God Promises to Preserve Us

Hannah Anderson
header for God Promises to Preserve Us

I was six years old when our house was struck by lightning and caught fire. We were out of state visiting family when it happened, and at the edges of my memory, I remember my parents getting the call and my knowing that something serious had happened. I remember my father leaving us to assess the damage while we stayed with family. But surprisingly, I don’t remember feeling unsafe. The next three years we lived with my grandmother felt more like a gift; and the years we spent building a new house on the spot where the old one had burned, an adventure.

As an adult, I realize that my parents experienced those years differently. They spent the next decade recovering, and everything for them was marked by whether it happened before or after the fire. The things that did survive were water damaged and, even years later, carried the unmistakable smell of smoke. Oddly enough, when my parents rebuilt, they decided to heat with wood and placed a cast-iron woodstove in the very center of the house. Today, I marvel at this. I marvel at the fact that after all they experienced they could ever trust fire again.

I marvel too that once we experience sexual brokenness and the danger of impurity we could ever trust sex again. That we could ever trust each other again. That we could ever believe that goodness could be in any way associated with sexuality’s fiery power.

“When we see God in all His purity and faithfulness, we will melt like gold and silver in a refiner’s fire.”

But as much emphasis as the Scripture places on pursuing purity, it places equal if not more emphasis on being purified. Because the truth is that none of us, as hard as we try, are pure. As we judge things against the standard of God’s whole and holy faithfulness, we quickly see how far human beings fall short. As we examine our own actions, beliefs, and motives, we very quickly see the deceitfulness of them. “Who can say ‘I have kept my heart pure; I am cleansed from my sin’” (Proverbs 20:9)?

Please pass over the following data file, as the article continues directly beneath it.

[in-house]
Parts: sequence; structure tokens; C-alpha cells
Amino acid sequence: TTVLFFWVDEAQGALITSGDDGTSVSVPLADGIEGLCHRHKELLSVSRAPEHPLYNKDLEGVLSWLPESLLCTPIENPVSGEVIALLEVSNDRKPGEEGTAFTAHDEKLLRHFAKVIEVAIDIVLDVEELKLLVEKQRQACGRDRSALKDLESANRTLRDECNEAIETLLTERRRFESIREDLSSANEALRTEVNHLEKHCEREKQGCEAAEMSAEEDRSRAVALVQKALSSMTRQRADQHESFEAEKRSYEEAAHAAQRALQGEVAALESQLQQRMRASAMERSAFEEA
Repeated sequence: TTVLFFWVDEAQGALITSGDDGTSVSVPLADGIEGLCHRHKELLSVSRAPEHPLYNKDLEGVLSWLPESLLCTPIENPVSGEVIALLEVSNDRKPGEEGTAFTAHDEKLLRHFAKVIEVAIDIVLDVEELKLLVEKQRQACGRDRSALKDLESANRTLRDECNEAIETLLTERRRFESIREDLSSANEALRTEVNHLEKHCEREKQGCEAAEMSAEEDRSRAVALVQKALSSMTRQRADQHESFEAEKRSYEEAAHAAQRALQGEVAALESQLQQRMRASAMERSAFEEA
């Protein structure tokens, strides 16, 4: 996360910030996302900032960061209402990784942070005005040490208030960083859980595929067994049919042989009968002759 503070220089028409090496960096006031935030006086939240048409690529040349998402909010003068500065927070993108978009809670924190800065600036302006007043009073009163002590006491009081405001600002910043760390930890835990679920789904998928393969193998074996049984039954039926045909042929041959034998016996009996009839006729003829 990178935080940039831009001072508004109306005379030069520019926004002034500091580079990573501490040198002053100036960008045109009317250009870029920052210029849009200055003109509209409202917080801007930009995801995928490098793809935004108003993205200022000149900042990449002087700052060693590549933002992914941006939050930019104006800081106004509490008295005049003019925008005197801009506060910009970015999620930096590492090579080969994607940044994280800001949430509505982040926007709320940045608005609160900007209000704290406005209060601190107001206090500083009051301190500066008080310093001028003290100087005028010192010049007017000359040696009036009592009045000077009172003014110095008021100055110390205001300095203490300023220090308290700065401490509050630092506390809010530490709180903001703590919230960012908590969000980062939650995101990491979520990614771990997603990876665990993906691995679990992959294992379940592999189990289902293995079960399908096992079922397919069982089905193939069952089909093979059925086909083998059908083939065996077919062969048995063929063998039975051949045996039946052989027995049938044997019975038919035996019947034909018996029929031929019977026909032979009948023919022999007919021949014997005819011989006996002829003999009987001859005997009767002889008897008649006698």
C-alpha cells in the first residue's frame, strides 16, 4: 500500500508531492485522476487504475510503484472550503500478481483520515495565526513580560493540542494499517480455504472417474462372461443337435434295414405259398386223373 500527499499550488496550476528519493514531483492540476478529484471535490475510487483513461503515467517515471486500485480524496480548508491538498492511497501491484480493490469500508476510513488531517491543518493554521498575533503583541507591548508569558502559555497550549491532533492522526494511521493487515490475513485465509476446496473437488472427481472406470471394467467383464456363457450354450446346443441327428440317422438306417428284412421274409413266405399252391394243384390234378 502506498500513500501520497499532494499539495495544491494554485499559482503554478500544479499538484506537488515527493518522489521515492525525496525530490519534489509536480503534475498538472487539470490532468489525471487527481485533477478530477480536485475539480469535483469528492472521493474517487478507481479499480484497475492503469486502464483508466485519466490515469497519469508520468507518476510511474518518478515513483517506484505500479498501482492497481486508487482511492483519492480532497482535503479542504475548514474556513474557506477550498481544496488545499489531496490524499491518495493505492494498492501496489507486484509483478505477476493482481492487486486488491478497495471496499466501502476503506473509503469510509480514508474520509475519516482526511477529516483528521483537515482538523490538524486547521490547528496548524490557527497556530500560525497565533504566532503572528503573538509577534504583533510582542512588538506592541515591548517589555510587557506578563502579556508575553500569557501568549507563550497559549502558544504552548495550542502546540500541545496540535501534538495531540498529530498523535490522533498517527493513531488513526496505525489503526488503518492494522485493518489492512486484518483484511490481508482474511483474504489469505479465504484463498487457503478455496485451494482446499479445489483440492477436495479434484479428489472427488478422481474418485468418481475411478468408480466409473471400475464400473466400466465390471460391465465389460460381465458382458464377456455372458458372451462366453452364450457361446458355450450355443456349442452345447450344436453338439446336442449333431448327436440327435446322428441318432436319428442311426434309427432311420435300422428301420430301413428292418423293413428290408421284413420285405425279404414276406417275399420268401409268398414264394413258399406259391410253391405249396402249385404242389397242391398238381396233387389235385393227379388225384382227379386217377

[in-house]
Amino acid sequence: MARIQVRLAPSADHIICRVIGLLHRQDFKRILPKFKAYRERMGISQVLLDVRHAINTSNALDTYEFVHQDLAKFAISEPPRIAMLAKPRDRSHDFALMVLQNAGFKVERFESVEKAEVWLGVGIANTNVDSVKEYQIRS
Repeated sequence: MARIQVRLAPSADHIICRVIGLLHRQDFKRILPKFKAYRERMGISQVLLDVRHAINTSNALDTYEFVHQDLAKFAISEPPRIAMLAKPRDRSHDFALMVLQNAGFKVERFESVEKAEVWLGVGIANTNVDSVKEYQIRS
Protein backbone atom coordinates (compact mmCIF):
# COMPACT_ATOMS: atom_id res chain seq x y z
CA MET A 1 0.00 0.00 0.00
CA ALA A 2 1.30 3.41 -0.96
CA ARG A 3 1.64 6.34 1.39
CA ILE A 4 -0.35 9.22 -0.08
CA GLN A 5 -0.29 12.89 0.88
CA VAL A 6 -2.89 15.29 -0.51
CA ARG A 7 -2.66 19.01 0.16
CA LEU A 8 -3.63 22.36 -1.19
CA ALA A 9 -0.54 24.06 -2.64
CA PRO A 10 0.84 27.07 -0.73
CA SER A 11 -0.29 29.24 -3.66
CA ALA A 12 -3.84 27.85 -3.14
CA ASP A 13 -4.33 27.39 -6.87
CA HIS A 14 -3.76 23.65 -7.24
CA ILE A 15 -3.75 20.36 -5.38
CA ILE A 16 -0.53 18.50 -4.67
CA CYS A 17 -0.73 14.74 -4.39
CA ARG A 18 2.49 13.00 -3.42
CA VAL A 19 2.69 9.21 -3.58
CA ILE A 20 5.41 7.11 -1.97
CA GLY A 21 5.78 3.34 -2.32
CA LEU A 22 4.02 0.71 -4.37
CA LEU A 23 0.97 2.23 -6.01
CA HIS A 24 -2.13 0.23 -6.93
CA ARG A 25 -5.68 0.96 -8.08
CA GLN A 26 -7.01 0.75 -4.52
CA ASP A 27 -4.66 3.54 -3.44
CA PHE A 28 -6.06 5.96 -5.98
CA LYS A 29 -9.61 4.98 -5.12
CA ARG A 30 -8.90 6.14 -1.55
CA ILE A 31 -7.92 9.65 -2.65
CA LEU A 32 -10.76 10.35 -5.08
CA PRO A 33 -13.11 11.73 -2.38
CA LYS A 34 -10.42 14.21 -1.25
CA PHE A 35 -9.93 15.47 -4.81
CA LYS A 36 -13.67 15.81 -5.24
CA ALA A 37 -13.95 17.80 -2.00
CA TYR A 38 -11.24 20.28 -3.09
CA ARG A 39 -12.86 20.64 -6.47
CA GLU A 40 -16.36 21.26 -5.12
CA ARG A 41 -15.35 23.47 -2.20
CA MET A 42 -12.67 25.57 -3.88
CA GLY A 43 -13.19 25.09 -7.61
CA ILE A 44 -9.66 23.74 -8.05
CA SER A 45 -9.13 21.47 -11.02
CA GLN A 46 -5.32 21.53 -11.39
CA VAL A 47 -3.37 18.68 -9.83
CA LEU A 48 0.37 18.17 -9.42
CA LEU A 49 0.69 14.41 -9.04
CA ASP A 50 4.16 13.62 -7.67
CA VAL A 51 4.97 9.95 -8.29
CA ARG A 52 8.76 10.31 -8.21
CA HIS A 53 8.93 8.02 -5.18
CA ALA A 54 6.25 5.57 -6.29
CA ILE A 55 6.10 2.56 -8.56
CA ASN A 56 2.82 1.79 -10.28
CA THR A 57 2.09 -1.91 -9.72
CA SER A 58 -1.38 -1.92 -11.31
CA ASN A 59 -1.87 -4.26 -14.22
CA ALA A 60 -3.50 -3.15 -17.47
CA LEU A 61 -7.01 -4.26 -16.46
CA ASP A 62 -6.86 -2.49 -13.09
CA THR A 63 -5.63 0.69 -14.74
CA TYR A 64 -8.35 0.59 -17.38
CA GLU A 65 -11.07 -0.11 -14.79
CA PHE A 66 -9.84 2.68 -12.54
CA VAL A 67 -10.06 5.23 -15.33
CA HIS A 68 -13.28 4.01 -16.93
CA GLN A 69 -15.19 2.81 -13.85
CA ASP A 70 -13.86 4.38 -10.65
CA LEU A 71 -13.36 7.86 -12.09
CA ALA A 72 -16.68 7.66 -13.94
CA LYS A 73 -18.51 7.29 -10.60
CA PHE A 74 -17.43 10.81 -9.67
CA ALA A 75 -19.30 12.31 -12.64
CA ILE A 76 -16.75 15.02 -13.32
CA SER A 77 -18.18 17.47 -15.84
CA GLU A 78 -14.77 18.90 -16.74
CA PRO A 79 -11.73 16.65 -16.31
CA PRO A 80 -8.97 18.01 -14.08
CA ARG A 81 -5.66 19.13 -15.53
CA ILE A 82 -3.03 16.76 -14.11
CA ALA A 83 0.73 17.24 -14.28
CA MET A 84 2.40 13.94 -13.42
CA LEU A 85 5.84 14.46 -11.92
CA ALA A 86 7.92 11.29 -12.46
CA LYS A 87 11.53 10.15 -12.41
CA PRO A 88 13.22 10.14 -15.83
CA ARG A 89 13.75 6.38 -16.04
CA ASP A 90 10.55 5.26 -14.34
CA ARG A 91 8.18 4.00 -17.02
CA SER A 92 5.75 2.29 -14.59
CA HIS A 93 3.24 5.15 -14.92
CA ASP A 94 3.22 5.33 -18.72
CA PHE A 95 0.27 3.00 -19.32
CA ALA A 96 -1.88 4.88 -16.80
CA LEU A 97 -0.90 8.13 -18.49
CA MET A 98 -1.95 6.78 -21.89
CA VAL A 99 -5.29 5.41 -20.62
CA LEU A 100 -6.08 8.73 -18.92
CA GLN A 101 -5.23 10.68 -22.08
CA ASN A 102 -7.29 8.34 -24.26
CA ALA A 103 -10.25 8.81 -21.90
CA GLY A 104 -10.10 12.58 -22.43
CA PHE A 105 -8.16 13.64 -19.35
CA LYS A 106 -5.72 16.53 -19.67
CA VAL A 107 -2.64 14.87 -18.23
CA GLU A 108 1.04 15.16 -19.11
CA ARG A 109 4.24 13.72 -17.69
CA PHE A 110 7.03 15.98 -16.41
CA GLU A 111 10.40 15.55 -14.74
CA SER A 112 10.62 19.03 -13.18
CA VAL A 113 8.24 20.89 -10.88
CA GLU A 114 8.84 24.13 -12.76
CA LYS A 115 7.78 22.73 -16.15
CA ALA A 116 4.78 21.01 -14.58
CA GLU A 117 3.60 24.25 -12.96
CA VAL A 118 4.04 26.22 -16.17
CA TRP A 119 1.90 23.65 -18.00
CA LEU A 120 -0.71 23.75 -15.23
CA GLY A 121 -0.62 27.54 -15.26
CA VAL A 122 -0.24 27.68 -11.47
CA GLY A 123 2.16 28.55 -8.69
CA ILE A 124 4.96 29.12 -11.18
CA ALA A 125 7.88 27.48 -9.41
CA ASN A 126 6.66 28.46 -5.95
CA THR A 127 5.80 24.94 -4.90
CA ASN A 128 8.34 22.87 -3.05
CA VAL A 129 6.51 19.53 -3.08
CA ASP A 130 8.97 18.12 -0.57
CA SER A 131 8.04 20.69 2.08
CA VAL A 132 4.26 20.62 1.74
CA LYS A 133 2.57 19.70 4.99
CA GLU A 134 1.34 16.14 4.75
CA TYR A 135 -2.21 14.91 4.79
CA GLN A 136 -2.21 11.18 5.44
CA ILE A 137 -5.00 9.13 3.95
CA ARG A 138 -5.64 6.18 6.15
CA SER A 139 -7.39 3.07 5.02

We can’t. But as we see our own unfaithfulness, we’ll begin to entrust ourselves to the One who is faithful. And when we see God in all His purity and faithfulness, we will melt like gold and silver in a refiner’s fire. No secret sins, no lack of integrity, no hidden desires can withstand Him. No shame, no taint, no corrosion can remain. Standing before Him, our impurities are removed and we are made whole. For when He appears in a bright blaze of purifying fire, “we will be like him because we will see him as he is” (1 John 3:2). Or as Malachi 3:2 asks, “Who can endure the day of his coming? And who will be able to stand when he appears?” None of us. None of us can withstand the blaze of His glory. And that’s precisely the point.

And to those of us who submit to the purifying process, God promises to preserve us—to make sure that we pass through the fire instead of being consumed by it. So that:

When through fiery trials thy pathway shall lie,
[His] grace, all sufficient, shall be thy supply;
The flame will not hurt thee; [He] only design[s]
Thy dross to consume and thy gold to refine.[1]

[1] While the authorship of “How Firm a Foundation” is uncertain, this hymn was first published in 1787 by John Rippon in A Selection of Hymns from the Best Authors, Intended to be an Appendix to Dr. Watts’s Psalms and Hymns.

For Further Reading:

All That’s Good

by Hannah Anderson

Winner of the 2018 TGC Book Award for Christian Living “And God saw that it was good…” Look out over the world today, it seems a far cry...

book cover for All That’s Good